Allvin’s estimate does not include smaller entities and organizations which provide child care outside of the NAEYC accreditation system. An article in the Connecticut-based Greenwich Times notes: “myriad small-business childcare providers… that are not incorporated into school readiness programs, and are therefore cut off from subsidy funding,” are being excluded from the various state-level support programs.
A 2019 report produced by Child Care Aware of America found that in over 20 states a majority of childcare establishments were home-based. Lacking corporate sponsorship, such facilities have been forced to consolidate expenses and focus simply on keeping their businesses open for the duration of the pandemic. “There’s no corporate entity—it is just us,” stated Allison Morton, owner of Portland, Oregon-based Small Wonders to USA Today.
According to the National Women’s Law Center, 30 percent of America’s childcare providers will be forced to go out of business after a closure of two weeks or more. Furthermore, a NAEYC survey found that 63 percent of childcare providers would go out of business after a month.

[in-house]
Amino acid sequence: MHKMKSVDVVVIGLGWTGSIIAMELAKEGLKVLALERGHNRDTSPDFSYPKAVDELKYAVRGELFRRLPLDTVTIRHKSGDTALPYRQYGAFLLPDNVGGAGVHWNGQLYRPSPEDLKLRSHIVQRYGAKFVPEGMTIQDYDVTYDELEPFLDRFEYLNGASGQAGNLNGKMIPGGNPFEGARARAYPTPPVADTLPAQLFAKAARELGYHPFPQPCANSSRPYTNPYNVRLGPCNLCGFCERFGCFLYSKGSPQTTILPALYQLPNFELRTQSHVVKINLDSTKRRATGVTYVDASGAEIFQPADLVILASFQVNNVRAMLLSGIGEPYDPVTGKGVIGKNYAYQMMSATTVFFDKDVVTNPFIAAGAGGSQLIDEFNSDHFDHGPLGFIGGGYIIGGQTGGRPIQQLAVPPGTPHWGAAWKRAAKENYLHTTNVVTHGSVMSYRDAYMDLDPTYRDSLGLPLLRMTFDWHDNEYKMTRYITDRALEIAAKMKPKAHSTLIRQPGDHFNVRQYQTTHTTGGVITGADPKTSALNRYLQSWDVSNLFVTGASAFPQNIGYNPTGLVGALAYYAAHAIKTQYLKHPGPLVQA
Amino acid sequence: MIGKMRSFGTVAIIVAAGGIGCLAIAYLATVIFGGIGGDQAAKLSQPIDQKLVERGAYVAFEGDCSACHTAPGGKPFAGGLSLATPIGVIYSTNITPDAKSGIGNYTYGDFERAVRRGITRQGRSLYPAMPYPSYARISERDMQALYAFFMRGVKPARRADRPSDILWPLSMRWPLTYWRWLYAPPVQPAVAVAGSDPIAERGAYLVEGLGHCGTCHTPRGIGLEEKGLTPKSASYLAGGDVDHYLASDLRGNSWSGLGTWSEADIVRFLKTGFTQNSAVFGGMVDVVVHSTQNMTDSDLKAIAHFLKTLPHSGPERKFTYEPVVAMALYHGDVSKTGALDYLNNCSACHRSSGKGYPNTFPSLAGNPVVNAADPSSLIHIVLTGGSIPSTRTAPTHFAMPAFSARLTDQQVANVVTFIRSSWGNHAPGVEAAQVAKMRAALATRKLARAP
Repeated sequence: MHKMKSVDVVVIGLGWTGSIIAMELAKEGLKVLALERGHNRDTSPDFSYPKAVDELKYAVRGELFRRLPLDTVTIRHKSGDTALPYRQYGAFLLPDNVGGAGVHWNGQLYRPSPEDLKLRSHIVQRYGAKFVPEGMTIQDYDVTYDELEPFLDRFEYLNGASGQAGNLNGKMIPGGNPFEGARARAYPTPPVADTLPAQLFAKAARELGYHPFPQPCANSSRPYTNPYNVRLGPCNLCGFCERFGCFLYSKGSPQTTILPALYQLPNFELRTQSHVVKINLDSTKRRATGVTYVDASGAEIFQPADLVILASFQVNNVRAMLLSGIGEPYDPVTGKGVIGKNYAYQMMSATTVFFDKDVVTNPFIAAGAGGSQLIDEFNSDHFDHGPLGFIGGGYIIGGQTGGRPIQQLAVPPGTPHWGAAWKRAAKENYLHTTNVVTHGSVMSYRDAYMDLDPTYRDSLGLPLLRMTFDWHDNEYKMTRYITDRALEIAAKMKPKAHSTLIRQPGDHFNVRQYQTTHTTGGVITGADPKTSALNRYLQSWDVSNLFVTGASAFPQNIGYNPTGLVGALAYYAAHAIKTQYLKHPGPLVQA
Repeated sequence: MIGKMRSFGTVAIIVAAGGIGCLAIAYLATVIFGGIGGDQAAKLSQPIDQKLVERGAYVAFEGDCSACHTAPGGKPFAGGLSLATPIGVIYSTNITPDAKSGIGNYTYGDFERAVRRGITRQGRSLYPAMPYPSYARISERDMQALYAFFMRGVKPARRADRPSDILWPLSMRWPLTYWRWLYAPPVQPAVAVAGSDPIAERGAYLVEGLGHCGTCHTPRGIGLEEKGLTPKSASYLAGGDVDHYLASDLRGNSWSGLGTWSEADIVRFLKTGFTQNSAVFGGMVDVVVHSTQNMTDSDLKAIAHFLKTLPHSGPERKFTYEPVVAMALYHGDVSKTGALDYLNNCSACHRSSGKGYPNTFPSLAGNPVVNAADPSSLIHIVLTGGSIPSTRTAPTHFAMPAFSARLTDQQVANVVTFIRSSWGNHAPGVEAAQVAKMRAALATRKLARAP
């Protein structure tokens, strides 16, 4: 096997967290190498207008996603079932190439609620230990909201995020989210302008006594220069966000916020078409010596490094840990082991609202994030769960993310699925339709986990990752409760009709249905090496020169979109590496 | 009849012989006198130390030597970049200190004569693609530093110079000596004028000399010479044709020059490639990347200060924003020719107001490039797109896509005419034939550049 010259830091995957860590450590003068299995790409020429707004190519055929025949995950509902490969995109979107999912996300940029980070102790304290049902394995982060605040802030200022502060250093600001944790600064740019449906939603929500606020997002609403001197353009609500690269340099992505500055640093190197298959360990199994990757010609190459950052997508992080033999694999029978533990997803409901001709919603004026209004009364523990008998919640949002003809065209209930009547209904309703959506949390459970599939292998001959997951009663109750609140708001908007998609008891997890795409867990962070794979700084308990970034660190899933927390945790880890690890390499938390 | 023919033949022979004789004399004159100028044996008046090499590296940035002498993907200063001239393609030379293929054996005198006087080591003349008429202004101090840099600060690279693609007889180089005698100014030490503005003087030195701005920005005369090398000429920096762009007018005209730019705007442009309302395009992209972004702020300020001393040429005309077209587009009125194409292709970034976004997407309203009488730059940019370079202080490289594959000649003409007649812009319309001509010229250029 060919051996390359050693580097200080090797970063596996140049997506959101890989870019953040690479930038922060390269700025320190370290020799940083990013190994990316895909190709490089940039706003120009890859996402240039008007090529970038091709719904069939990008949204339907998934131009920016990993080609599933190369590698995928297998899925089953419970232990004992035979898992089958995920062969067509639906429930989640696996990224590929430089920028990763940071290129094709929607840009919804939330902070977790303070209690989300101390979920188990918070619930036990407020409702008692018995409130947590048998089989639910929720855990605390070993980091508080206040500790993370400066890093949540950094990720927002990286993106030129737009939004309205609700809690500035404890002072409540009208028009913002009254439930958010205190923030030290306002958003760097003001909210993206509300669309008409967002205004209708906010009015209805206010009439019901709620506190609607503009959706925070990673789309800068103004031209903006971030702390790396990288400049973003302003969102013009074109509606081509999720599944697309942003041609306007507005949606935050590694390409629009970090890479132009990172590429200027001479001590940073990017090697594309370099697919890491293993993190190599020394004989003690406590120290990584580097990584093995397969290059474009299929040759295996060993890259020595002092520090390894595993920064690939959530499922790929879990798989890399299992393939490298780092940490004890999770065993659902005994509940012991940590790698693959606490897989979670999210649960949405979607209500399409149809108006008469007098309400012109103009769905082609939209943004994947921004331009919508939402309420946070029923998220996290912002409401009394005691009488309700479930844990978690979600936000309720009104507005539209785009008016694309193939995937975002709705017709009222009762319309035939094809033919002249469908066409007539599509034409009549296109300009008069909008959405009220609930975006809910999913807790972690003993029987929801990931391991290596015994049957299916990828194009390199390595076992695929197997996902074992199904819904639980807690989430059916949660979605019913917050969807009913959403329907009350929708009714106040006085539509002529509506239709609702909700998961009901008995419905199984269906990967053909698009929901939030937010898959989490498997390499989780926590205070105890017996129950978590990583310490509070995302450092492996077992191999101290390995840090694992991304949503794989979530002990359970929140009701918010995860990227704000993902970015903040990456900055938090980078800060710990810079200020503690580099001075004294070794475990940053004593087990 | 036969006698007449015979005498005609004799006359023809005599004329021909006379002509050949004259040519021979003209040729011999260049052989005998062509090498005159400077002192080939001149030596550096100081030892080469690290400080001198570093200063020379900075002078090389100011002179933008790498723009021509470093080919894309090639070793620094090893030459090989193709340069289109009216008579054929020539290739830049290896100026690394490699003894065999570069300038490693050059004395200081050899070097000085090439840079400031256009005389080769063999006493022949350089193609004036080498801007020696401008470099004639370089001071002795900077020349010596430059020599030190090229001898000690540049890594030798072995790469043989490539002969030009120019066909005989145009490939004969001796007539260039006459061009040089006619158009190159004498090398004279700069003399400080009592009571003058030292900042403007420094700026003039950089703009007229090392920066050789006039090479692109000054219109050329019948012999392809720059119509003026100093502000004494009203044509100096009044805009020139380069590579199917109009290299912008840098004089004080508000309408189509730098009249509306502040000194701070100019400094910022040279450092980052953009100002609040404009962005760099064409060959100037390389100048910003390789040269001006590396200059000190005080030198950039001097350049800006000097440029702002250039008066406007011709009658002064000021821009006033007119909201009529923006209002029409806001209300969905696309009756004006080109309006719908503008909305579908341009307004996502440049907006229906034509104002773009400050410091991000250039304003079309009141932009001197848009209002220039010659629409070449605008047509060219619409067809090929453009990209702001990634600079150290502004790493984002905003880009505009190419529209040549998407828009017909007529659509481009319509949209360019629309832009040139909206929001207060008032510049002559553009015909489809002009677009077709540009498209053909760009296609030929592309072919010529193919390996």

The recently-passed Coronavirus Aid, Relief, and. Economic Security (CARES) Act provides merely $3.5 billion to cover childcare costs for “essential workers” and support some childcare providers, but is totally inadequate to cover the costs of a $99 billion industry in which most providers normally operate on a shoestring budget. The $350 billion Paycheck Protection Program (PPP) contained in the bill will be on a “first-come, first-served basis,” states the same article in USA Today. Smaller businesses, lacking paid accountants and other financial advice, are at a disadvantage in securing such loans.